Israeli political and military leaders mention the tunnel threat nearly every time they speak, and have gained widespread international support for eliminating them. The military in recent days has distributed photographs of tunnels that troops uncovered, and videos of them placing explosives inside and blowing some up. As part of the propaganda push, the military has also invited a few journalists underground for a tour.
Colonel Azulai, 36, led the way down a huge sand-walled crater that Israel dug to get access to the Ein Hashlosha tunnel, and crouched inside. It was perfectly straight; concrete blocks stood neatly side by side, topped by curved ones. Along one wall ran an iron bar supporting electric cables, including one added by the Israelis. At one point, a few blocks of concrete were missing, rough natural rock in their place. At another, a crushed dirty water bottle was stuck in the bar. There were a few splashes of green paint.
“It’s very simple but very professional,” Colonel Azulai said of the tunnel, which he said ran nine-tenths of a mile into Gaza, ending in Khan Younis, one of the focal points of the Israeli assault.
“We don’t have a base of soldiers close to here,” he noted. “If they want to attack us soldiers, it’s O.K. for us to be in battle, but they want to use these tunnels to attack women and children.”
Sderot, the Israeli town of 24,000 near Gaza’s northeast corner, has become a symbol worldwide after being battered by rockets from Gaza for 13 years. But it is the kibbutzim scattered along Gaza’s eastern edge that are most threatened by the tunnels.
“We were feeling pretty safe before,” said Ma’ayan Barkai, 34, director of Kibbutz Be’eri, where one tunnel was found over the weekend. “We knew what to do with the missiles. The tunnels, it’s game-changing. We can’t do anything if the terrorists will come to our kindergarten. The tunnels, it’s very surprising, it can hit you don’t know where.”
The landscape between the kibbutzim is now dotted with makeshift military camps. Acres of dead sunflowers line the roads: Who would harvest them in the midst of such hostilities? There are black scars where rockets hit, flattened fields where tanks rolled in or out.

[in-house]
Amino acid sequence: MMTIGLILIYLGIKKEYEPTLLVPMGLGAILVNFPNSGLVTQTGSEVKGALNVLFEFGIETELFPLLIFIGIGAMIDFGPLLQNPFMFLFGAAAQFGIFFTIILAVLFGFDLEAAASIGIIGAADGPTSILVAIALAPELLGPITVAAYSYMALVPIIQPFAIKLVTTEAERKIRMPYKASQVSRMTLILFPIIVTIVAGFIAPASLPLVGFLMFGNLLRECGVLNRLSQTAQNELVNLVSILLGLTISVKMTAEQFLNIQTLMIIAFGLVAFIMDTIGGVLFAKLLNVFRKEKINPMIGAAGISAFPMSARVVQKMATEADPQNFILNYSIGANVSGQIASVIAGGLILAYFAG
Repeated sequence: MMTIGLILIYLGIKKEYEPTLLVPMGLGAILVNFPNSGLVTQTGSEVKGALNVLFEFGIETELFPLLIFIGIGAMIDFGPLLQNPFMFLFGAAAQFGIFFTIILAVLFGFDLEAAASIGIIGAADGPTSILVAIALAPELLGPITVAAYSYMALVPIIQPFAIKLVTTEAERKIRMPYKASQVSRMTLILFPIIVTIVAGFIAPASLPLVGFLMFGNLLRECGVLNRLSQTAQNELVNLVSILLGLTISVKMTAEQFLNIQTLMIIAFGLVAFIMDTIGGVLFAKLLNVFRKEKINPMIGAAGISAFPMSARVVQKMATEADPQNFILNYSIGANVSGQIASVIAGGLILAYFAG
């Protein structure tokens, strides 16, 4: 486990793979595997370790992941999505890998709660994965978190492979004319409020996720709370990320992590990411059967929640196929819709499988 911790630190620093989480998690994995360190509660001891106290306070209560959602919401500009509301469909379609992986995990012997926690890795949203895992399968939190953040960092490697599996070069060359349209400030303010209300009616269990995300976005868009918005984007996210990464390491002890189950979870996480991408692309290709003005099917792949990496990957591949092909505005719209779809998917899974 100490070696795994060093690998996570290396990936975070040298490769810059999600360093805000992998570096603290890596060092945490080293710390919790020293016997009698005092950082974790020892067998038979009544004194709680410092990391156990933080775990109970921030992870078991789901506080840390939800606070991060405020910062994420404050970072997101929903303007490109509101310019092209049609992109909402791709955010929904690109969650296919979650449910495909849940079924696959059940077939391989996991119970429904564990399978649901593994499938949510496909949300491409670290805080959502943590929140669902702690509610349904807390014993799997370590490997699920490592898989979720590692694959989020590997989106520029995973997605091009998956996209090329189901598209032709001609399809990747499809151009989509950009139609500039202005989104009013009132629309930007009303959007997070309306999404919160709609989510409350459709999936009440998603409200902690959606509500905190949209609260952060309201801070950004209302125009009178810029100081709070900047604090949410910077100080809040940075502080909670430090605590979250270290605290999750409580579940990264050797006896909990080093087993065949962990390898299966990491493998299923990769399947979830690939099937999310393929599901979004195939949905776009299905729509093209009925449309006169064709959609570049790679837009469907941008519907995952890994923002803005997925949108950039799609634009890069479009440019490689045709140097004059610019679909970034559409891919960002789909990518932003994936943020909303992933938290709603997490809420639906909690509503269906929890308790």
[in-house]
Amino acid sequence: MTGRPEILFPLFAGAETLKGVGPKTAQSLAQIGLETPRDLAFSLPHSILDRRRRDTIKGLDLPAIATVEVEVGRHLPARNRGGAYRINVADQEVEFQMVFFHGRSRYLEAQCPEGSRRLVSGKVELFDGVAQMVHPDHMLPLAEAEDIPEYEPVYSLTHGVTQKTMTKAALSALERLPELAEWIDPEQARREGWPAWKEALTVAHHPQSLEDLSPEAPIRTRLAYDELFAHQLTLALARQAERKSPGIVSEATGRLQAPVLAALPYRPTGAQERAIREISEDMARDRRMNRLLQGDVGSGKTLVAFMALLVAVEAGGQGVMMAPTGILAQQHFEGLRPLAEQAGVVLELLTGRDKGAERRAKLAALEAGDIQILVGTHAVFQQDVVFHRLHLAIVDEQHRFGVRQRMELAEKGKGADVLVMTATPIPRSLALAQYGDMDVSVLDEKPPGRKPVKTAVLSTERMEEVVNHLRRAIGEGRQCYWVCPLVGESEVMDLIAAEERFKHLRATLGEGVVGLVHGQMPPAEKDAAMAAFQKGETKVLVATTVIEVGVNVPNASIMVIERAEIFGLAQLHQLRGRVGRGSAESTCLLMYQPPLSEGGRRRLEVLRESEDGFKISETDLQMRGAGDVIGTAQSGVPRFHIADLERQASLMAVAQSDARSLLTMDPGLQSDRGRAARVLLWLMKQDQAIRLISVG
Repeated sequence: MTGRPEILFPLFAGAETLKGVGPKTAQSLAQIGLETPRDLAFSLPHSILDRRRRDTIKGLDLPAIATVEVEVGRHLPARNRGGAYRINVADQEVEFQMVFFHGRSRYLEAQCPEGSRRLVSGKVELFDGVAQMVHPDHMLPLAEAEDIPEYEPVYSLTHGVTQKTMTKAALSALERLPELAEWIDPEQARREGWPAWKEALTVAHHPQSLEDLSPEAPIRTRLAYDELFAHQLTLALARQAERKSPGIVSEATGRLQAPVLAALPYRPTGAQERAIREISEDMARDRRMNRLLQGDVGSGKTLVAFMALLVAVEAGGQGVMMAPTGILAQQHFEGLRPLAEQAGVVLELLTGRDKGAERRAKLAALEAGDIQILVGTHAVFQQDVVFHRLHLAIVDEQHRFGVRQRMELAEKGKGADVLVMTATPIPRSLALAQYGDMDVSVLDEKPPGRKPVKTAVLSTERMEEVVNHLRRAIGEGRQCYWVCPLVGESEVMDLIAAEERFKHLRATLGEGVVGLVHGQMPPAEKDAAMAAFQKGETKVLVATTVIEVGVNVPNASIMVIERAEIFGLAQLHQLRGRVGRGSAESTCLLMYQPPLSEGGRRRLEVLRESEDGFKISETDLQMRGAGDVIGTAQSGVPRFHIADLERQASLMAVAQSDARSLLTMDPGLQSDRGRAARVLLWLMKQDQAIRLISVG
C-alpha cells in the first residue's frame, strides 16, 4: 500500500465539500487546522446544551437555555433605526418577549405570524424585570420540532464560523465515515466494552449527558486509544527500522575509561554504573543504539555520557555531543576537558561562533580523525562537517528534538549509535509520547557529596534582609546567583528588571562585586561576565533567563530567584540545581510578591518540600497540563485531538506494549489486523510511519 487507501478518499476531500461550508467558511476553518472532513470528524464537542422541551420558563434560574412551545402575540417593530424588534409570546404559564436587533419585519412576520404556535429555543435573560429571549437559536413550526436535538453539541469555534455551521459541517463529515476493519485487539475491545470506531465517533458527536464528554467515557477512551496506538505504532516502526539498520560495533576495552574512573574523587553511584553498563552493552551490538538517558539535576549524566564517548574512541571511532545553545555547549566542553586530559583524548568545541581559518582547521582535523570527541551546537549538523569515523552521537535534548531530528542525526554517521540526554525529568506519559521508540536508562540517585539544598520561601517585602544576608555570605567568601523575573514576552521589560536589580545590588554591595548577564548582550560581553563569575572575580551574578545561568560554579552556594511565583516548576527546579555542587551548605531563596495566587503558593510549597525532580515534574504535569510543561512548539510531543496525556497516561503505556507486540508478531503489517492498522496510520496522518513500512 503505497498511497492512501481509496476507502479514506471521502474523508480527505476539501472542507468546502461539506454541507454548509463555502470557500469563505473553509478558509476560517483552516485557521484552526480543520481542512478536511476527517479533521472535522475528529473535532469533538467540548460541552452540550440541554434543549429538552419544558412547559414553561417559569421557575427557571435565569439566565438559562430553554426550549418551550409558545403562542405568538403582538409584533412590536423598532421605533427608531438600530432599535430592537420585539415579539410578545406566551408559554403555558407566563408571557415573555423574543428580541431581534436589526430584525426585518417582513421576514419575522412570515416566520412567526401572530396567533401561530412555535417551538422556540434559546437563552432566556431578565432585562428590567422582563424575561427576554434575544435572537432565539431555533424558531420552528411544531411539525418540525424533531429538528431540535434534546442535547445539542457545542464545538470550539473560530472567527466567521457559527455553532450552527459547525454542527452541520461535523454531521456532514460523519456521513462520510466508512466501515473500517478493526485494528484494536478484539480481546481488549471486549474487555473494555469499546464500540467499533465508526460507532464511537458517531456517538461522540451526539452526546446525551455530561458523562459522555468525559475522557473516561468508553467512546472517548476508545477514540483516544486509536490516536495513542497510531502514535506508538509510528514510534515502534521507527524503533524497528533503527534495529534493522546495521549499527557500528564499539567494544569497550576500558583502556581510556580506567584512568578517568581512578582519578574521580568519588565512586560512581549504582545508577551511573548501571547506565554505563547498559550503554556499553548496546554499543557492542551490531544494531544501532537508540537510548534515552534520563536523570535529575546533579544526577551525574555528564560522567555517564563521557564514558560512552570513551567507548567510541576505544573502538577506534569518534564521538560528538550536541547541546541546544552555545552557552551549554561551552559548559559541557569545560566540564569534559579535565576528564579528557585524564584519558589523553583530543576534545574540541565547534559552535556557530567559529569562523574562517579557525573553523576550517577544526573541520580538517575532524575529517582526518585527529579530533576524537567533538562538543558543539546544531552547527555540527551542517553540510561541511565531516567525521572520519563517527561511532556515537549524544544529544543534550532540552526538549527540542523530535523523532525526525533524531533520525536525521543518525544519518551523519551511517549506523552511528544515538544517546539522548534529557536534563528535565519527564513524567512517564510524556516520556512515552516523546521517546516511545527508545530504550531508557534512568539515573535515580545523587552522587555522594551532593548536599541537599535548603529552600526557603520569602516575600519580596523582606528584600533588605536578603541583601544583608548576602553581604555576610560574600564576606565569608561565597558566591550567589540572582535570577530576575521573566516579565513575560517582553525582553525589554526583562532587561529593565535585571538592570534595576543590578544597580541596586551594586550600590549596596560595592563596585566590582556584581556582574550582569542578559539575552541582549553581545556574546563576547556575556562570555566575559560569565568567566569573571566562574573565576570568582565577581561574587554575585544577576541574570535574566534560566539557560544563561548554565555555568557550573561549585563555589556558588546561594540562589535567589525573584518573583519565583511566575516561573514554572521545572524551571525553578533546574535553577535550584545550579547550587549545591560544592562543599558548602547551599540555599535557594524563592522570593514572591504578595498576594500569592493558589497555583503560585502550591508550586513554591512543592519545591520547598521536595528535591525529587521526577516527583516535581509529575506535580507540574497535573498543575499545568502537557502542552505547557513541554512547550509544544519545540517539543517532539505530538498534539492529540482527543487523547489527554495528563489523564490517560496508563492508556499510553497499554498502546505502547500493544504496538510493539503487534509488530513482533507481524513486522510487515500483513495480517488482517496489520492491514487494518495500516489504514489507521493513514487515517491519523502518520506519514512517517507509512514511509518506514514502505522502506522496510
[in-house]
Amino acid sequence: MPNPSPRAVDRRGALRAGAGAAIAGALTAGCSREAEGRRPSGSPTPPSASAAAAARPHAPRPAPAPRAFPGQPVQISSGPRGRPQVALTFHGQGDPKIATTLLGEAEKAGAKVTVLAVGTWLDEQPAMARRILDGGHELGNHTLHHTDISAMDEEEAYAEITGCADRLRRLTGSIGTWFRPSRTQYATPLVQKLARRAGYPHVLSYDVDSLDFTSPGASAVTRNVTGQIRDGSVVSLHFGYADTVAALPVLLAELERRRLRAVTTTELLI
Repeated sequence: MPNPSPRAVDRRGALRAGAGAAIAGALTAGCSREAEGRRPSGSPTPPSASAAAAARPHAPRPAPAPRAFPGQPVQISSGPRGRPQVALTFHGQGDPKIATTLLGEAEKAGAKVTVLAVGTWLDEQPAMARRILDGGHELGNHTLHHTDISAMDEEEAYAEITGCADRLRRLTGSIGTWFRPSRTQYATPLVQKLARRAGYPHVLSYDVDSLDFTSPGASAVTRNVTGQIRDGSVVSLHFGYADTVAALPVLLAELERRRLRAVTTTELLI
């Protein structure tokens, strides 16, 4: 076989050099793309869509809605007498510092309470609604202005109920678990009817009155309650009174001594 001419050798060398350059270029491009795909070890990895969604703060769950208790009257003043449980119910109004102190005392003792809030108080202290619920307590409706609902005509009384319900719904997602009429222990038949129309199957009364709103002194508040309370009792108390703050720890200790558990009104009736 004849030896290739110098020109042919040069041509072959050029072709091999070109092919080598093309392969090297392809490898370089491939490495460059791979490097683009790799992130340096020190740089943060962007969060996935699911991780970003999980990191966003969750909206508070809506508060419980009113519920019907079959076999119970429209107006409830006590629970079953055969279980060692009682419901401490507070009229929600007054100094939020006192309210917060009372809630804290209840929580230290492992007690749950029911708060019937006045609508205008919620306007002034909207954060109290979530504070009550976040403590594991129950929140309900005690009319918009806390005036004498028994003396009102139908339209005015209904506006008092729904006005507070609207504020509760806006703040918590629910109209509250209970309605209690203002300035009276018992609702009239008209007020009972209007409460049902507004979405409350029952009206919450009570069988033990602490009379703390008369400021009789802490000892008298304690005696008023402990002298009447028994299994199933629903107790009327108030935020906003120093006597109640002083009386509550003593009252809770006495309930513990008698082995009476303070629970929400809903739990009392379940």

Bus stops and gas-station cafes are filled with dark-green uniforms, but civilians are scarce. Parking lots have sprouted outside each kibbutz; as reservists mass for entry into Gaza, their hatchbacks with toddler seats gather the dust of days. Soldiers sleep under trees and sneak into empty houses to shower.
Drorit Darom, 58, is one of the few dozen of Kibbutz Kissufim’s 200 residents who stayed. She reads, watches TV, cooks and cleans. Her place is tiny: “It only takes two seconds” to run to the safe room, she said, and the authorities say she has 15 seconds to do so from the time the siren sounds. On Sunday, she served coffee to three busloads of soldiers, borrowing grounds from a neighbor when she ran out.
“I was born in a war, and, jokingly, say I’ll probably die in a war, so why to leave?” Ms. Darom said, referring to Israel’s 1956 confrontation with Egypt over the Suez Canal. “They’re searching for the tunnels, they’re bombing the tunnels every day, so why should I be scared?”
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Even the leftist commenters at NYT are not happy about the tunnels, although there is usual stuff about “root causes.”
This commenter (Michael Stavsen) noted that the report was incomplete (and the comment was chosen by NYT as a featured comment):
This article failed to mention what the plan for these tunnels were. The Israeli government said that interrogation of captured Hamas members revealed that they were planning a massive attack on the Jewish new year holiday of Rosh Hashanah, which is in the beginning of September.
The plan was for thousands of fighters to emerge from different tunnels to attack many of the surrounding communities. The intention was to massacre as many people as they could, in addition to taking many back to Gaza as hostages. And this would have been a horrific attack indeed.
This shows an enemy that is serious and determined and will invest huge resources to carry out attacks with massive casualties. This is similar to the branch of Al Quaida in Yemen that tried to set off an underwear bomb on a plane. The US didn’t say, well they didn’t succeed.
The US declared all out war on that group and won’t rest till they are defeated.
Because an enemy that is determined to bring you down and cause massive deaths will keep trying to do so and the only defense against such an enemy is to defeat them.
Other commenters wondered what Hamas else might have built with all the concrete and effort it took to build the tunnels (schools, hospitals and so on).